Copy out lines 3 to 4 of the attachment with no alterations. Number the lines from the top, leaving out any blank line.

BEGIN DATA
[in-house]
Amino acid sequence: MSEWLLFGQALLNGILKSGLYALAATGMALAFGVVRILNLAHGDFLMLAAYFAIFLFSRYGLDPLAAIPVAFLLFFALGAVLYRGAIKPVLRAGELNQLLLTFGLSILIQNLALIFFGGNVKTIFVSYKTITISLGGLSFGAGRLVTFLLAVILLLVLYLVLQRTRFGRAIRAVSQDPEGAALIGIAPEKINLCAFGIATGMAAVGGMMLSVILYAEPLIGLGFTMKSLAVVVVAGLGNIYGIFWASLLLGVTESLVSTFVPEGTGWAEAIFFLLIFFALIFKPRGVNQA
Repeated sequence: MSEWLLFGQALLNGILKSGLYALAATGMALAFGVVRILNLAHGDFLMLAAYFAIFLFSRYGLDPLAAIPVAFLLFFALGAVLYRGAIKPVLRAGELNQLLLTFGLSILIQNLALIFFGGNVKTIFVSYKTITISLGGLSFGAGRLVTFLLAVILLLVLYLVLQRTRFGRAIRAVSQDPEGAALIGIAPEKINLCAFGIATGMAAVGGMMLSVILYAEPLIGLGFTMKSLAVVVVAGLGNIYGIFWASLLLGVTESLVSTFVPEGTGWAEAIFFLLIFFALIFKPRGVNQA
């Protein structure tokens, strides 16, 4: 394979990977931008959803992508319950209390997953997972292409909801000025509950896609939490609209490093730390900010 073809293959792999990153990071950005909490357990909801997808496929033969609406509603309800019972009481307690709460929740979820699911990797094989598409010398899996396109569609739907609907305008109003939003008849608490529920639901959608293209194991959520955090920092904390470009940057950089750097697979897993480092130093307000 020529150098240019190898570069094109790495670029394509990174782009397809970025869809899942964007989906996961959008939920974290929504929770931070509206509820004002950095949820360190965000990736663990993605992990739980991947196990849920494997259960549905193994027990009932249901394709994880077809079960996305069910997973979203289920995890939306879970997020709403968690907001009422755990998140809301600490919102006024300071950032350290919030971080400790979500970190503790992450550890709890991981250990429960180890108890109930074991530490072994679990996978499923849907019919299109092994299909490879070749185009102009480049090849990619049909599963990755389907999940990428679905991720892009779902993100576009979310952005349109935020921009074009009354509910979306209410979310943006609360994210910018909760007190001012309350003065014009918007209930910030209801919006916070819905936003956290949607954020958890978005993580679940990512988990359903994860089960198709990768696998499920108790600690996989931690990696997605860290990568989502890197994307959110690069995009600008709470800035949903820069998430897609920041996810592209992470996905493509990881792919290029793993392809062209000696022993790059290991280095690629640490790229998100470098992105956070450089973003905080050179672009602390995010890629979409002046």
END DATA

Repeated sequence: MSEWLLFGQALLNGILKSGLYALAATGMALAFGVVRILNLAHGDFLMLAAYFAIFLFSRYGLDPLAAIPVAFLLFFALGAVLYRGAIKPVLRAGELNQLLLTFGLSILIQNLALIFFGGNVKTIFVSYKTITISLGGLSFGAGRLVTFLLAVILLLVLYLVLQRTRFGRAIRAVSQDPEGAALIGIAPEKINLCAFGIATGMAAVGGMMLSVILYAEPLIGLGFTMKSLAVVVVAGLGNIYGIFWASLLLGVTESLVSTFVPEGTGWAEAIFFLLIFFALIFKPRGVNQA
């Protein structure tokens, strides 16, 4: 394979990977931008959803992508319950209390997953997972292409909801000025509950896609939490609209490093730390900010 073809293959792999990153990071950005909490357990909801997808496929033969609406509603309800019972009481307690709460929740979820699911990797094989598409010398899996396109569609739907609907305008109003939003008849608490529920639901959608293209194991959520955090920092904390470009940057950089750097697979897993480092130093307000 020529150098240019190898570069094109790495670029394509990174782009397809970025869809899942964007989906996961959008939920974290929504929770931070509206509820004002950095949820360190965000990736663990993605992990739980991947196990849920494997259960549905193994027990009932249901394709994880077809079960996305069910997973979203289920995890939306879970997020709403968690907001009422755990998140809301600490919102006024300071950032350290919030971080400790979500970190503790992450550890709890991981250990429960180890108890109930074991530490072994679990996978499923849907019919299109092994299909490879070749185009102009480049090849990619049909599963990755389907999940990428679905991720892009779902993100576009979310952005349109935020921009074009009354509910979306209410979310943006609360994210910018909760007190001012309350003065014009918007209930910030209801919006916070819905936003956290949607954020958890978005993580679940990512988990359903994860089960198709990768696998499920108790600690996989931690990696997605860290990568989502890197994307959110690069995009600008709470800035949903820069998430897609920041996810592209992470996905493509990881792919290029793993392809062209000696022993790059290991280095690629640490790229998100470098992105956070450089973003905080050179672009602390995010890629979409002046």